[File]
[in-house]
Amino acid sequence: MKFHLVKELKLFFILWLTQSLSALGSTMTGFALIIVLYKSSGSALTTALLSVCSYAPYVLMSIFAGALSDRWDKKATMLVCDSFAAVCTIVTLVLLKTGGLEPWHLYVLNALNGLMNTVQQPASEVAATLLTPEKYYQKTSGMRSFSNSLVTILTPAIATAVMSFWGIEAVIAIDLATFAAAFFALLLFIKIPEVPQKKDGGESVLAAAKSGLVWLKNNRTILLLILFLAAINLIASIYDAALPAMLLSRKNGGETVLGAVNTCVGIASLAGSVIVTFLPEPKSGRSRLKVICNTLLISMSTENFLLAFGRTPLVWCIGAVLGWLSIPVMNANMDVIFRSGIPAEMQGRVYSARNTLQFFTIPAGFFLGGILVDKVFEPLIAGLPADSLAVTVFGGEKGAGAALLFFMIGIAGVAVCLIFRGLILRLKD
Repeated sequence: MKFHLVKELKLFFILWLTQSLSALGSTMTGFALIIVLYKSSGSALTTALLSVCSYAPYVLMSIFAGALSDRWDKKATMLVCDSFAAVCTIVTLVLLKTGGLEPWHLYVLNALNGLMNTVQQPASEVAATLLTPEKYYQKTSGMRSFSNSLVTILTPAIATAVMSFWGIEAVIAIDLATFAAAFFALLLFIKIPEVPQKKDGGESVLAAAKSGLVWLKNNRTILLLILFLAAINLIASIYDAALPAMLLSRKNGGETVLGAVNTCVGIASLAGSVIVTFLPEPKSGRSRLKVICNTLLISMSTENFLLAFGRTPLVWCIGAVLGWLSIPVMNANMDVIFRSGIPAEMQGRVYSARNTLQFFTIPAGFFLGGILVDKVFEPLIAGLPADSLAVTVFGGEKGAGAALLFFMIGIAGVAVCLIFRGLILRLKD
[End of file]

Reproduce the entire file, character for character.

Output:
[in-house]
Amino acid sequence: MKFHLVKELKLFFILWLTQSLSALGSTMTGFALIIVLYKSSGSALTTALLSVCSYAPYVLMSIFAGALSDRWDKKATMLVCDSFAAVCTIVTLVLLKTGGLEPWHLYVLNALNGLMNTVQQPASEVAATLLTPEKYYQKTSGMRSFSNSLVTILTPAIATAVMSFWGIEAVIAIDLATFAAAFFALLLFIKIPEVPQKKDGGESVLAAAKSGLVWLKNNRTILLLILFLAAINLIASIYDAALPAMLLSRKNGGETVLGAVNTCVGIASLAGSVIVTFLPEPKSGRSRLKVICNTLLISMSTENFLLAFGRTPLVWCIGAVLGWLSIPVMNANMDVIFRSGIPAEMQGRVYSARNTLQFFTIPAGFFLGGILVDKVFEPLIAGLPADSLAVTVFGGEKGAGAALLFFMIGIAGVAVCLIFRGLILRLKD
Repeated sequence: MKFHLVKELKLFFILWLTQSLSALGSTMTGFALIIVLYKSSGSALTTALLSVCSYAPYVLMSIFAGALSDRWDKKATMLVCDSFAAVCTIVTLVLLKTGGLEPWHLYVLNALNGLMNTVQQPASEVAATLLTPEKYYQKTSGMRSFSNSLVTILTPAIATAVMSFWGIEAVIAIDLATFAAAFFALLLFIKIPEVPQKKDGGESVLAAAKSGLVWLKNNRTILLLILFLAAINLIASIYDAALPAMLLSRKNGGETVLGAVNTCVGIASLAGSVIVTFLPEPKSGRSRLKVICNTLLISMSTENFLLAFGRTPLVWCIGAVLGWLSIPVMNANMDVIFRSGIPAEMQGRVYSARNTLQFFTIPAGFFLGGILVDKVFEPLIAGLPADSLAVTVFGGEKGAGAALLFFMIGIAGVAVCLIFRGLILRLKD